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The Four Winds Blog

Talking to Your Kids About Terrorism

By Jennifer Powell-Lunder, Psy.D

There are certainly some topics that are easier to talk about with our kids than others. The tough talks can take a toll on us. We stress and worry about the right way to present and discuss certain topics. Because our kids live in a world with the world-wide web, it is virtually impossible to avoid their exposure to news and events we would probably rather they did not know about. Even if we have the ability to fully shelter our own children, unless they are living in a virtual bubble, they are bound to be exposed at some point to the unsavory chaos that exists in our world. With terrorist attacks seemingly on the rise, or at least more prevalent in the media, digital or otherwise, terrorism is a topic that we must address.

How do parents strike the balance between honesty and the imminent truth that there are scary unpredictable things going on in the world? Perhaps the discussion should actually start with the facts.

  1. it may feel as if terrorist attacks are at an all time high, the reality is that terrorist attacks in Western Europe are comparably lower and less deadly than in the late 1970’s-mid 1990’s. (As reported by Bryan Schatz in Mother Jones, and in many other sources.) This may bring solace to us as parents. However, it does not erase the fact that because of major technological advances, children today are more likely to be aware of these traumatizing events. It is helpful for parents to relay this information to our children though, because as we all know perception is everything. When children are aware of attack after attack it may make them feel that they live in an unsafe world. The key to having honest conversations about this difficult topic lies in ensuring that there is interactive discussion. Don’t assume you know your child’s worries. Let them talk and be heard.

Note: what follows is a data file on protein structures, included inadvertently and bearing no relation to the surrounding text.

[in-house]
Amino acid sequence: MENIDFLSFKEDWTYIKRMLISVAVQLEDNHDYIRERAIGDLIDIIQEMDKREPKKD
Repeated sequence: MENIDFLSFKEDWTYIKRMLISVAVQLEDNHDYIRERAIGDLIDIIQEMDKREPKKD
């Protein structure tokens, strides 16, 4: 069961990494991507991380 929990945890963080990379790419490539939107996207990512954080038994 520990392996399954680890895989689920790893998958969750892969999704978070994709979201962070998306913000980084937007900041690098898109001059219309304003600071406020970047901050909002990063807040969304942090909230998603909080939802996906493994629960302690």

The best way to gauge your child’s actual knowledge and exposure is to talk about current events on a regular basis. When engaging in these discussions, always let your child talk first. If you rush in, you may be offering information your child has not had time to process.

Sometimes you do need to turn off the technology delivering the news. The images most of us were exposed to after 911 offer a harsh lesson in how easy it is to be re-traumatized. Watching the towers fall over and over took a hardy toll on many of us.

It is also important to consider your child’s age and level of understanding. Because our kids are barraged with facts and figures wherever they go, they tend to parrot what they have heard quite often without really attaching meaning to it. Be wary; just because your child says something doesn’t mean they necessarily understand the meaning.

The bottom line is simple, the more you know about what your children know, the more opportunity you have to offer appropriate insights and assurances.

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